With this question in mind, experts look at a system to figure out the following points (and some more):
– High level overview of the state of a service or component
– Availability of this services
– Technical components of your setup
– What is the performance of my setup
What is Observability?
Observability on the other hand is trying to answer the question: Why is this going on?
For example, your services behave in a way that they shouldn’t because you or your colleagues didn’t tell the system to do this. With the help of Observability software you could figure out why your tech is behaving the way it is.
In practice Observability consists of three pilars:
Whats your goal in observability?
After the short introduction of the differences between monitoring and observability, Kris Buytaert showcased some examples of failed implementation of observability. What all of the situations have in common? There was no flawless instance of monitoring on which the observability was placed.
But why are an increasing number of companies who turn to observabilty and what’s the goal of of this development?
In his talk he listed some reasons he experienced himself when talking to companies and employees:
– Expectation of increasing performance problems
– Already existing performance problems
– The monitoring data is chaos, observability will fix it and give a better insight in what is running in the system
– More hipster credit (e.g. ‘Our company is so advanced. We take on every new trend to show how progressive we are.’)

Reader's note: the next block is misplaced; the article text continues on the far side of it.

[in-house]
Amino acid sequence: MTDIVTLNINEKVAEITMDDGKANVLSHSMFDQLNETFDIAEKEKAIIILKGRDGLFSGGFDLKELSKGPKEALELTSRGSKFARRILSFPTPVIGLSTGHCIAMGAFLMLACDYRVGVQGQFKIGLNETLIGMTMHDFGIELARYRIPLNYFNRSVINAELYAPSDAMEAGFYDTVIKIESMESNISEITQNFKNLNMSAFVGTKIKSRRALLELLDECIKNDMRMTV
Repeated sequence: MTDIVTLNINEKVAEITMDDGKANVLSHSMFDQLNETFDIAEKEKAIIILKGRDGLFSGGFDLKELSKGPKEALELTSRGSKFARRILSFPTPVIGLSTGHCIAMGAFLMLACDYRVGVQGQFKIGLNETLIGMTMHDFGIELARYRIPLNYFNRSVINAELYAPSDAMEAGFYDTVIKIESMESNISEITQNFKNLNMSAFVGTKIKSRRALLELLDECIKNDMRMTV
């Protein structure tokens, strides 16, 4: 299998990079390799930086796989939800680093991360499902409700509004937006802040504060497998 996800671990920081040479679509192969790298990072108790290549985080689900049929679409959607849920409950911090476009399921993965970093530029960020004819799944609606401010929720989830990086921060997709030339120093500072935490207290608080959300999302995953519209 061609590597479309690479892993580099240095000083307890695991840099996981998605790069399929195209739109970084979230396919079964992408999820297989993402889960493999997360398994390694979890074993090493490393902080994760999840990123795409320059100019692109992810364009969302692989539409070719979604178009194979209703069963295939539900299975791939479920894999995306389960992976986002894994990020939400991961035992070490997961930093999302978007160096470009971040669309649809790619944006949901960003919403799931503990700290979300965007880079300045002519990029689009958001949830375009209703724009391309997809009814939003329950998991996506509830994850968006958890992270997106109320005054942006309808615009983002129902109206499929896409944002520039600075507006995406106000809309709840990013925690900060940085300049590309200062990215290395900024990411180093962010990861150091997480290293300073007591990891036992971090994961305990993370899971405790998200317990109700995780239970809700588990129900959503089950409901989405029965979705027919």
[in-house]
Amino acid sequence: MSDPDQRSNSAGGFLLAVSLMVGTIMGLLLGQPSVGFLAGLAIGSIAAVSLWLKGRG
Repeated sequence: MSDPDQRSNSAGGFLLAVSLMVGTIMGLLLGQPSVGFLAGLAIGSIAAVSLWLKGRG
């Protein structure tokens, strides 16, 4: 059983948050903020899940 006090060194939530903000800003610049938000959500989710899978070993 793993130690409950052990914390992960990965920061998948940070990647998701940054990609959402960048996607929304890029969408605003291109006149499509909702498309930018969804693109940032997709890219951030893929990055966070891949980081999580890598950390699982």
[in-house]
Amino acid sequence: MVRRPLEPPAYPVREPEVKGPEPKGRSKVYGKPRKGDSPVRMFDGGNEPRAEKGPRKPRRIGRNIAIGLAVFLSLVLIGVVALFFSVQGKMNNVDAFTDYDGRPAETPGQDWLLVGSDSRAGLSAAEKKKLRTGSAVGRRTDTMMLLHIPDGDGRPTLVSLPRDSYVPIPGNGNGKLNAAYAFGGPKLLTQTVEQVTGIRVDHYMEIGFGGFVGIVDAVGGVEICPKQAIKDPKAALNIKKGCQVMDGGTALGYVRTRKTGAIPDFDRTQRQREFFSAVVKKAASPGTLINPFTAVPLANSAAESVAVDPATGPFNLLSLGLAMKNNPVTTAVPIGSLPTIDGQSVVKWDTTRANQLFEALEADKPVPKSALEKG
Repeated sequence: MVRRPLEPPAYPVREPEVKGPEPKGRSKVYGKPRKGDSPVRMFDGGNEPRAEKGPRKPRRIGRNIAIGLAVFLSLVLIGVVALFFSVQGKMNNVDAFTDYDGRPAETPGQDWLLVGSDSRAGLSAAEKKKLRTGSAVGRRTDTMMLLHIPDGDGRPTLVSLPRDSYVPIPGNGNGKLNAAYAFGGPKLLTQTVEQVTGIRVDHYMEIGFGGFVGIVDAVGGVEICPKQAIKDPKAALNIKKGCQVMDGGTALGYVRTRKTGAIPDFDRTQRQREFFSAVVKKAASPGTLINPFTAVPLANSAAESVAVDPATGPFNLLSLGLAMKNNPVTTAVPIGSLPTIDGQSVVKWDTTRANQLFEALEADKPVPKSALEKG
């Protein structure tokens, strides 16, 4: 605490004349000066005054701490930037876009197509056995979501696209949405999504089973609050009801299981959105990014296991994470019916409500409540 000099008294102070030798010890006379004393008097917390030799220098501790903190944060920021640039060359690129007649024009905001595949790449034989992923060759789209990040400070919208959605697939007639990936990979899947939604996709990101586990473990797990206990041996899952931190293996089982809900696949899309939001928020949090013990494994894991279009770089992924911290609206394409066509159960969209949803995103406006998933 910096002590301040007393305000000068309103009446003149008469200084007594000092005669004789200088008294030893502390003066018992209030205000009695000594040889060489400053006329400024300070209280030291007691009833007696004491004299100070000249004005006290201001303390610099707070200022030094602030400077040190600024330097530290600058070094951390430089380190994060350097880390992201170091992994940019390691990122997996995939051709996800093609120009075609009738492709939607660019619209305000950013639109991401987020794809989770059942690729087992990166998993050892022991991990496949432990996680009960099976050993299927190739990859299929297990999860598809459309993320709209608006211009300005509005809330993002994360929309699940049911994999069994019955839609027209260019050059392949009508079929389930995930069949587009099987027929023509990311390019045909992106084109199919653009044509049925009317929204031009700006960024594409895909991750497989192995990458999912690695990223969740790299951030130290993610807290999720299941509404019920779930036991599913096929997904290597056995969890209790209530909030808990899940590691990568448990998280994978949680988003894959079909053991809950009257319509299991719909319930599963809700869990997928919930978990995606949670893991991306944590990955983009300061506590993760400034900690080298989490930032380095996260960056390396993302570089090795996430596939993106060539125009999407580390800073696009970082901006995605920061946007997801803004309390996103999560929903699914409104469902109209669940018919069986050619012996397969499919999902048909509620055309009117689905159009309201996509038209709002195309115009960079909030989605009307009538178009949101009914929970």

The first steps of implementing observability
To end his talk, the speaker gave a few helpful first steps for everyone who is thining about implementing obervability.
1. Fix your monitoring. It can be an automated single source of truth about what is going on in your system.
2. Keep it GREEN!
3. Fix your metrics. Check if logshipping is partially broken, if theres a regression on shipping your metrics or if you have a broken dashboard.
Apart form the technical standpoint the speaker encourages everyone to ask some important questions before the implementation of a new system:
– Who exactly wants Observability? Is it the devs and ops or is it the upper management who insists on trying out something new.
– What do they really want? Do they really want Observability or are there other reasons they want it in your system.
– Will a new system fit into my existing ecosystem? If a vendor claims it works out of the box for everyone but your developers say it doesn’t…Trust your devs!
As the last words in his talk Kris Buytaert had some advice: ‘You might not need Observability (yet) but you do need to fix your monitoring.’
Full talk and more from and about OSMC 2021
Watch the whole talk by Kris Buytaert here:
Since OSMC 2021 is unfortunately over we still have something for you: Did you already check out this year’s conference archives? They provide you slides and videos of each talk and also some photographs of the conference itself.
OSMC 2022 will take place from November 14 – 16 and we’re already looking forward to meeting you all again!